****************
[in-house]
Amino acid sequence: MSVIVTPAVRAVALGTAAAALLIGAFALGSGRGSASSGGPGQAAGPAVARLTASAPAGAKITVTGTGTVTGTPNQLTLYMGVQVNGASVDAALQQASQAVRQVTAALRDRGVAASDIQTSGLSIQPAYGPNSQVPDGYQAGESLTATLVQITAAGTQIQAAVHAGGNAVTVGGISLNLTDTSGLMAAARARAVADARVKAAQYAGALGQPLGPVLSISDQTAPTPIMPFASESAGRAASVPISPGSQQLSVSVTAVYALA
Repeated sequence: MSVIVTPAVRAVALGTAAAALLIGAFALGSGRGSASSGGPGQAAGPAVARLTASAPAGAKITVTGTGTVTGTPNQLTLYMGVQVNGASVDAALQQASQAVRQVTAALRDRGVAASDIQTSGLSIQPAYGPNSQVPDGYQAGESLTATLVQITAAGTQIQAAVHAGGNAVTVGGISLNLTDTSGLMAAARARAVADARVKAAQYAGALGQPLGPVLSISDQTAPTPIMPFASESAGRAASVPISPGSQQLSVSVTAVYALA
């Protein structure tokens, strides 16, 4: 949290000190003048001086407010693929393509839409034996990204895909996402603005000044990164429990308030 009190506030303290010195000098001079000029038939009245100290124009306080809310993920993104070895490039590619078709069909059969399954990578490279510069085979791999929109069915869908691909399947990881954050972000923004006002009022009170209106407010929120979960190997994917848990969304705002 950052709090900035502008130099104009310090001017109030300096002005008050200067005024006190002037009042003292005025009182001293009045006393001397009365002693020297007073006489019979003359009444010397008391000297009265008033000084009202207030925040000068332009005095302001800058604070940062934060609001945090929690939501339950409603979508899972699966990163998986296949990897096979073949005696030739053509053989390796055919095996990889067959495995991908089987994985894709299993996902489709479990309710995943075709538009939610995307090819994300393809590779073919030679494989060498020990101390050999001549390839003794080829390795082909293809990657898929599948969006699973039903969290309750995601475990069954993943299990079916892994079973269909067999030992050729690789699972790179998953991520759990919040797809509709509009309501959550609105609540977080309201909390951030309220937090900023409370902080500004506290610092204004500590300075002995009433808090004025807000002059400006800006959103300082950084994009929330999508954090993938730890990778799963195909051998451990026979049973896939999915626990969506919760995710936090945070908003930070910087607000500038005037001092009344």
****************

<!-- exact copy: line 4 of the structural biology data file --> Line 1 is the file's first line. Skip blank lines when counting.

């Protein structure tokens, strides 16, 4: 949290000190003048001086407010693929393509839409034996990204895909996402603005000044990164429990308030 009190506030303290010195000098001079000029038939009245100290124009306080809310993920993104070895490039590619078709069909059969399954990578490279510069085979791999929109069915869908691909399947990881954050972000923004006002009022009170209106407010929120979960190997994917848990969304705002 950052709090900035502008130099104009310090001017109030300096002005008050200067005024006190002037009042003292005025009182001293009045006393001397009365002693020297007073006489019979003359009444010397008391000297009265008033000084009202207030925040000068332009005095302001800058604070940062934060609001945090929690939501339950409603979508899972699966990163998986296949990897096979073949005696030739053509053989390796055919095996990889067959495995991908089987994985894709299993996902489709479990309710995943075709538009939610995307090819994300393809590779073919030679494989060498020990101390050999001549390839003794080829390795082909293809990657898929599948969006699973039903969290309750995601475990069954993943299990079916892994079973269909067999030992050729690789699972790179998953991520759990919040797809509709509009309501959550609105609540977080309201909390951030309220937090900023409370902080500004506290610092204004500590300075002995009433808090004025807000002059400006800006959103300082950084994009929330999508954090993938730890990778799963195909051998451990026979049973896939999915626990969506919760995710936090945070908003930070910087607000500038005037001092009344």